Dikkers stresses safety, ease of COVID vaccine as county sees low demand

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By Audrey Posten, Times-Register


Iowa is turning away nearly three-quarters of its allotted COVID-19 vaccine doses for next week due to low demand.  According to the Iowa Department of Public Health (IDPH), the state declined 75,280 of 105,300 doses.


IDPH said 88 counties, including Clayton, had declined at least some of their vaccine allocations for the week of May 10. That’s an increase from 80 counties that declined doses this week and 43 counties last week.


“We’re offered  a certain number of doses every week, and if we’re not able to fill appointment times, we end up with excess vaccine. We don’t want to take it if we can’t use it,” explained Dr. Michele Dikkers, chair of the Clayton County Board of Health. “We’re not turning it down because we don’t want to give it, but because there are not enough people who want it.”


The number of COVID-19 vaccination doses administered to Iowa residents last week totaled nearly 157,000.


As of May 3, IDPH said 2,300,751 doses have been administered to Iowans. 


According to the Centers for Disease Control and Prevention (CDC), 44.7 percent of the state’s population has received at least one dose of the COVID-19 vaccine, and 35.6 percent of residents are now fully vaccinated. That’s up from 43 percent and 31.7 percent, respectively, a week ago.


In Clayton County, 650 series have been initiated for a two-dose vaccine, while 5,548 series of a two-dose vaccine have been completed. Additionally, 467 people have completed a single-dose vaccination.


The CDC reported 35 percent of Clayton County residents have been vaccinated—up 2 percent from a week ago. That includes 45 percent of people age 18 and over and 72 percent of people age 65 and over.


“I think Clayton County has done a good job of vaccinating anyone who wants it,” said Dikkers. “We are in the upper half of the percent of the population that’s vaccinated compared to the rest of the state. That’s something to be said for a rural county.”


Dikkers said a county vaccine coalition meets weekly to figure out how to effectively “get shots into arms.”


“We’re looking at doing whatever we can to be flexible,” she stressed.


Dikkers said some people may be putting off vaccination because an appointment doesn’t fit well into their schedule. Vaccine providers have tried to adapt by holding evening and weekend clinics, visiting people in their homes and even setting up clinics for businesses.


All residents have to do is call (563) 245-2064 to be directed to a pharmacy or clinic.


“Getting the vaccine is free and easy. It’s very available now, and it doesn’t take a lot of time,” Dikkers said. “We are a population of convenience, but sometimes you have to decide what’s important. It’s not just about you, but protecting the people in your life.”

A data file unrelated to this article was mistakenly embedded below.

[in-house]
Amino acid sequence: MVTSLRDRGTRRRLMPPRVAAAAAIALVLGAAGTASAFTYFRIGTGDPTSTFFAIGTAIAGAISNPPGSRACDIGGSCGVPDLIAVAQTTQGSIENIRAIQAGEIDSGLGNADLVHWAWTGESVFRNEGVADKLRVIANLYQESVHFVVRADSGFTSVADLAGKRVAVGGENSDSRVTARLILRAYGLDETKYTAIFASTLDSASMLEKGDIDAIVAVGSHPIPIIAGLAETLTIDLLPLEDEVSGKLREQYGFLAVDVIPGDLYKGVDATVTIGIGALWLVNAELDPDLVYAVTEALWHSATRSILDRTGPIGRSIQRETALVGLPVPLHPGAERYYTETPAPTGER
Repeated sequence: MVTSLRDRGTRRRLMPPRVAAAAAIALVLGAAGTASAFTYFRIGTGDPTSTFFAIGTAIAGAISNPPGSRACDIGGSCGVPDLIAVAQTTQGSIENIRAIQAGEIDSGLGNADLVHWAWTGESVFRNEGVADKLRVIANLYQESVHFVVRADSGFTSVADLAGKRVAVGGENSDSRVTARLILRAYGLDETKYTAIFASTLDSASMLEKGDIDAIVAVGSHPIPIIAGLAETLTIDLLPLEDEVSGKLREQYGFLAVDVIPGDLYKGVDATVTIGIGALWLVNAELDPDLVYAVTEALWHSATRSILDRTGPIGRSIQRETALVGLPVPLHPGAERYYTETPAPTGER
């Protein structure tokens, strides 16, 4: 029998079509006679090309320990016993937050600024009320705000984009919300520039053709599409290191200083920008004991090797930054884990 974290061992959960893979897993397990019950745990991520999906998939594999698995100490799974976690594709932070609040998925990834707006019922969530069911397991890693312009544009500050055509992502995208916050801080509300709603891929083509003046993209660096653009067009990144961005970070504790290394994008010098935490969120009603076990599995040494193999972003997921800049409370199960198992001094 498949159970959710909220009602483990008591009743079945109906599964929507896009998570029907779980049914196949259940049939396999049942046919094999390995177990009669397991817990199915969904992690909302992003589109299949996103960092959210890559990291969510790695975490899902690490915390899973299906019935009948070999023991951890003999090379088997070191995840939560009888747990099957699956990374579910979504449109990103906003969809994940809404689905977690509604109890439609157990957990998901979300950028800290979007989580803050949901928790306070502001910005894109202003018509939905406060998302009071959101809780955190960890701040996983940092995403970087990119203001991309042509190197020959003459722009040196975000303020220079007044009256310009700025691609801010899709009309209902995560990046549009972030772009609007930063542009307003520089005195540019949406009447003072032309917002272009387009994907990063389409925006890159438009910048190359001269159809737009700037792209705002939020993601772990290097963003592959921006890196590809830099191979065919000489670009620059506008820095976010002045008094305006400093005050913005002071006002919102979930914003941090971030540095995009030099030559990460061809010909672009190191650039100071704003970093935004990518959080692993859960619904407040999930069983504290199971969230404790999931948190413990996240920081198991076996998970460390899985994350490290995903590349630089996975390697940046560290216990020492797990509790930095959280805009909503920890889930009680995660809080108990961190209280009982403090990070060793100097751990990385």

Dikkers understands residents have safety concerns related to the vaccine as well. She stressed its safety.


“The Johnson & Johnson is really like any other vaccine you’ve gotten in your lifetime. It’s similar to the flu vaccine, and we know that’s safe,” she said. “Smokers and women on birth control are actually at higher risk of getting blood clots.”


“The type of vaccine that the Moderna and Pfizer vaccines are has been studied for over 10 years,” she added. “So that’s also safe.”


To reach herd immunity, Dikkers said the goal is to have 70 to 80 percent of eligible people vaccinated. Although she’s happy with Clayton County’s current vaccination numbers, she’d like to see the total increase another 10 to 15 percent “to feel more comfortable.”


“If we’ve been vaccinated, we know we are safe with others who have been vaccinated. But it’s tricky to know who’s been vaccinated,” Dikkers said. “I think we’ll still need to wear masks in larger group settings for awhile. But I’m hopeful there will be a push to get vaccinated so we can start to feel pretty comfortable.”


— — —


COVID-19 remains active in the area. Eight positive tests were reported in Clayton County over the past week, according to data from IDPH. The county’s total was at 1,769 positive tests as of May 3.


Over two weeks, 14 positive tests have been recorded.


The county’s 14-day positivity rate, which measures the percentage of positive tests in that span, currently sits at 1.7 percent. Over seven days, the positivity rate is 1.1 percent.


IDPH said Iowa had 130 positive COVID-19 tests on Monday. The state’s total number of positive tests is at 395,477, an increase of 2,919 from a week ago. 


Overall, Iowa’s 14-day positivity rate is 4 percent and the seven-day rate sits at 4.4 percent.


As of Monday, 181 people around the state were hospitalized, up two people from last week. Of those hospitalized, 45 were in the ICU. 


No COVID-19 related deaths were reported in Clayton County over the past week, according to IDPH. Since the start of the pandemic, 56 Clayton County residents have died.


There have been 5,959 total deaths in Iowa, including seven reported on Monday. Per IDPH, 32 Iowans have died as a result of COVID-19 in the past week.

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